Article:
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Tuesday, October 28, 2008

Davenport horse auction.

This morning I thought Wildairo was out. If I'd have got the binoculars I would have seen he was on his side of the fence. In my panic I grabbed a plastic bag and filled it with grain to lure him back in. He was where he should have been and I was so relieved because my legs had gone all wobblely because I thought he was on the loose.


The other part of his shelter is Brad's wood working shop. The panel is sturdier that it looks. Wildairo spotted the bag of grain and wanted it.


Wildairo had no problem walking into the shop for the first time. Nothing really bothers him, except strangers. I loved the clip clop sound his hooves made on the cement floor. It brought back memories of cobblestoned stable yards in England.

The BLM called yesterday and left a voice mail, wanting to know how the mustang I adopted was doing. I have two of the little darlings! I have a call in for Angela Link.

Saturday we went to Spokane and while driving past the livestock sale yards, I saw many horse trailers parked outside and had to go and see what was happening. They were having a horse auction. We stayed for a while and watched. A man was leading ponies and mini's in and a woman was buying them really cheap. They were going for $25 and $30. Some of the regular size horses were going for $800 or $900. I liked the way people would ride their horse in and show them off. The auctioneer would give them as much time as they needed to tell us what their horse could do. One guy was showing off how clever his horse was (or he was) with roping and he roped one of the auction workers head to prove it. A little girl was sitting on her horse backwards and the horse stood calmly. When she took his saddle off the auctioneer reminded her she should have undone the back cinch first. A lady was trying to sell her professional pack mule. Even though he had no steering she attempted to ride him. It was all pretty good fun.

I was concerned about some of the horses fates. There was a very good looking grey Morgan cross mare with a lovely conformation and very pretty head. She seemed very easy going and very well behaved while being ridden. She went very cheap, I think under $200.

One teenage girl tried to sell her unbroken 6 year old gelding. He was a tall palomino. Her mother yelled out she wasn't interested in him anymore and told her to pick up his feet. The girl would only pick up his front feet and I think she was scared of him. The top bid was very low, $150 I think, so they said 'no sale'. Thank goodness. I hope she pays someone to break him before she tries to sell him again.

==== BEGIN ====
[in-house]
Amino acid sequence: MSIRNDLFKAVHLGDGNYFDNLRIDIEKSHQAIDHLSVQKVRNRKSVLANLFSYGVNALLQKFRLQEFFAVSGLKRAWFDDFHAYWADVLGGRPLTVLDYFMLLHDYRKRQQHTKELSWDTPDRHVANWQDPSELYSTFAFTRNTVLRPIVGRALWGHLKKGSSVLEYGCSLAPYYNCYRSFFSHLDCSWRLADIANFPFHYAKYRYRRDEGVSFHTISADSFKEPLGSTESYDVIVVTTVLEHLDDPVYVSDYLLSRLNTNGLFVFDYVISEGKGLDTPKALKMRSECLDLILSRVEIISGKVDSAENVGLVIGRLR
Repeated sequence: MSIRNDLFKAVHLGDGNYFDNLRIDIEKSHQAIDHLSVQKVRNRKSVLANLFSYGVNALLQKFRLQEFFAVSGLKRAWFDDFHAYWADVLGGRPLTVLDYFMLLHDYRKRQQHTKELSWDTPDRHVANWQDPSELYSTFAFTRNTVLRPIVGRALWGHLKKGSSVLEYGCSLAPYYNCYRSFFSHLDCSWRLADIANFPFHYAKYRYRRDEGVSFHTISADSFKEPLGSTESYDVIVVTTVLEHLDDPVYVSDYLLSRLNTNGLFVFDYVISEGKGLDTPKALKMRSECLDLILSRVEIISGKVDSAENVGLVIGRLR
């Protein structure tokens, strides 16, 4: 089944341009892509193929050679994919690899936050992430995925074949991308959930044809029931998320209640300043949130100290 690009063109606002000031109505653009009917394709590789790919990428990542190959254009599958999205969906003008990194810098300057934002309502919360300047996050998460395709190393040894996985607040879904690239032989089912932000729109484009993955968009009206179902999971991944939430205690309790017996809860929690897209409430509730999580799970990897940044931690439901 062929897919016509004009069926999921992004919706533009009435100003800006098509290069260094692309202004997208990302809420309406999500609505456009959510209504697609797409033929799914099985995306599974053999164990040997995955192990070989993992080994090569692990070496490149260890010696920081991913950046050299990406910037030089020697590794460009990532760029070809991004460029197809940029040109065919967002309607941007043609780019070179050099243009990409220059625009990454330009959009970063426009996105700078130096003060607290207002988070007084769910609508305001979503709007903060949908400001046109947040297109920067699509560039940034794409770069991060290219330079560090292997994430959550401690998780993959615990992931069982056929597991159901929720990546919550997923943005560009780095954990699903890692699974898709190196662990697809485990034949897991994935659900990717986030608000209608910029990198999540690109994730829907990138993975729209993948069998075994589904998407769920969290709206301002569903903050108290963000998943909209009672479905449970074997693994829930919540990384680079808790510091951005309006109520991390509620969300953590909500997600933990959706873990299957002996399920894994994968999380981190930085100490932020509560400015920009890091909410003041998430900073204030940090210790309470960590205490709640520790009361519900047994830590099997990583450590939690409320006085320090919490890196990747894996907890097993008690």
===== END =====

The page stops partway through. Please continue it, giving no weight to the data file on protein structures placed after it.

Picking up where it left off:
I'm going to avoid these auctions because I can see myself buying something and I've decided from now on the only horses I'm going to acquire are going to be BLM mustangs because I just love them so much.


Lea and her Mustangs said...

We don't go except to buy some tack or stuff before the horses. Just can't stand it. You go within 2 miles of our house when you go to Spokane.

arlene said...

We'll have to stop by sometime for a visit. I'd love to meet your horses.

Linda said...

Thanks the information about the sale. If you don't mind, I want to copy some of it onto our MDH forum--the women there were curious about the sale. I've never gone, though it's close to my place, too. I know the Kill Buyers are there for the horses that go cheap--so I'm glad the girl took him home, too.

arlene said...

Yes, you can copy it.

We didn't plan to go to the sale and didn't stay long. I wish I had taken notes. When we sat down the ponies were being led in and when I realized how cheap they were going for, I started to panic and almost had Brad get us signed up to bid. A woman with a little girl was buying the ponies, so I hoped they were going to a real home. The man who was selling the ponies was selling them cheaper than it cost to geld them or anything else for that matter. I think he had been breeding them because he led in what looked like a mare and weanling. Keep in mind I could barely understand what the auctioneer was saying and it wasn't till half way through I remembered I wear glasses now.
The auctioneer was trying to get the seller to say all the things the horses was good at and that made me feel better. One teenaged horse went for a good price. I can't remember how much, but Brad said to me "that's a good price for a horse his age".
I can't understand why the woman with the grey morgan cross took the mare to the auction instead of putting an ad in the paper. The mare was super. I told Brad she'd be a good mare for him to ride.
All in all, I'd say the auction wasn't as scary or sinister as I thought it would be because of the auctioneers good attitude. He was trying very hard to sell the horses based on their abilities as riding horses. Also he was in no hurry to push them through the ring.